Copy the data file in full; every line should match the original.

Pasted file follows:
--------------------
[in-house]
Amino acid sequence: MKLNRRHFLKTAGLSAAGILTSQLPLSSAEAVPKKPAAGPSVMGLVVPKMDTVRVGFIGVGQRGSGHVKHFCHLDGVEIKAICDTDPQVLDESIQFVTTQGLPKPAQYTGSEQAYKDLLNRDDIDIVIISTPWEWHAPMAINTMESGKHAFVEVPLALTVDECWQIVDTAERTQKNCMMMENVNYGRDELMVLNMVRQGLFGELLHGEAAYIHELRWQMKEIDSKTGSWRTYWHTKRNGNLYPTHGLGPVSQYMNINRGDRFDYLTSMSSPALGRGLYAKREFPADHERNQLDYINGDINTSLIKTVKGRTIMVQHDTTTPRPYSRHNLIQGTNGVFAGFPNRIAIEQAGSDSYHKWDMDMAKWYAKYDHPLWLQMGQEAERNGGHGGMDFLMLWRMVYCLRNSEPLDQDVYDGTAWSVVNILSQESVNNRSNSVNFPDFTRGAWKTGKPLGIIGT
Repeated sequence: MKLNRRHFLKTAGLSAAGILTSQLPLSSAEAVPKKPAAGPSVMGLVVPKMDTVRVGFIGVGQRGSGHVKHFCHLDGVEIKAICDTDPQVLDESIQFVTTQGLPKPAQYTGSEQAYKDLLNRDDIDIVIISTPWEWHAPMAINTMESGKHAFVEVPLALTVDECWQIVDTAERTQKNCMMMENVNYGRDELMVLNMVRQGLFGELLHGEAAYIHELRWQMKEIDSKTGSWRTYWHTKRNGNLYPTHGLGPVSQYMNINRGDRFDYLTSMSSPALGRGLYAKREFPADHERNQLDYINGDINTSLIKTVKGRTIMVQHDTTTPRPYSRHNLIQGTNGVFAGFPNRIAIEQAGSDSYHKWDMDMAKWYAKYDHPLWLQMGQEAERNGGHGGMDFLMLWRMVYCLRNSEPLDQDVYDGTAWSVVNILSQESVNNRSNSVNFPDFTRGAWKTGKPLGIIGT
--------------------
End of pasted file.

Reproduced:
[in-house]
Amino acid sequence: MKLNRRHFLKTAGLSAAGILTSQLPLSSAEAVPKKPAAGPSVMGLVVPKMDTVRVGFIGVGQRGSGHVKHFCHLDGVEIKAICDTDPQVLDESIQFVTTQGLPKPAQYTGSEQAYKDLLNRDDIDIVIISTPWEWHAPMAINTMESGKHAFVEVPLALTVDECWQIVDTAERTQKNCMMMENVNYGRDELMVLNMVRQGLFGELLHGEAAYIHELRWQMKEIDSKTGSWRTYWHTKRNGNLYPTHGLGPVSQYMNINRGDRFDYLTSMSSPALGRGLYAKREFPADHERNQLDYINGDINTSLIKTVKGRTIMVQHDTTTPRPYSRHNLIQGTNGVFAGFPNRIAIEQAGSDSYHKWDMDMAKWYAKYDHPLWLQMGQEAERNGGHGGMDFLMLWRMVYCLRNSEPLDQDVYDGTAWSVVNILSQESVNNRSNSVNFPDFTRGAWKTGKPLGIIGT
Repeated sequence: MKLNRRHFLKTAGLSAAGILTSQLPLSSAEAVPKKPAAGPSVMGLVVPKMDTVRVGFIGVGQRGSGHVKHFCHLDGVEIKAICDTDPQVLDESIQFVTTQGLPKPAQYTGSEQAYKDLLNRDDIDIVIISTPWEWHAPMAINTMESGKHAFVEVPLALTVDECWQIVDTAERTQKNCMMMENVNYGRDELMVLNMVRQGLFGELLHGEAAYIHELRWQMKEIDSKTGSWRTYWHTKRNGNLYPTHGLGPVSQYMNINRGDRFDYLTSMSSPALGRGLYAKREFPADHERNQLDYINGDINTSLIKTVKGRTIMVQHDTTTPRPYSRHNLIQGTNGVFAGFPNRIAIEQAGSDSYHKWDMDMAKWYAKYDHPLWLQMGQEAERNGGHGGMDFLMLWRMVYCLRNSEPLDQDVYDGTAWSVVNILSQESVNNRSNSVNFPDFTRGAWKTGKPLGIIGT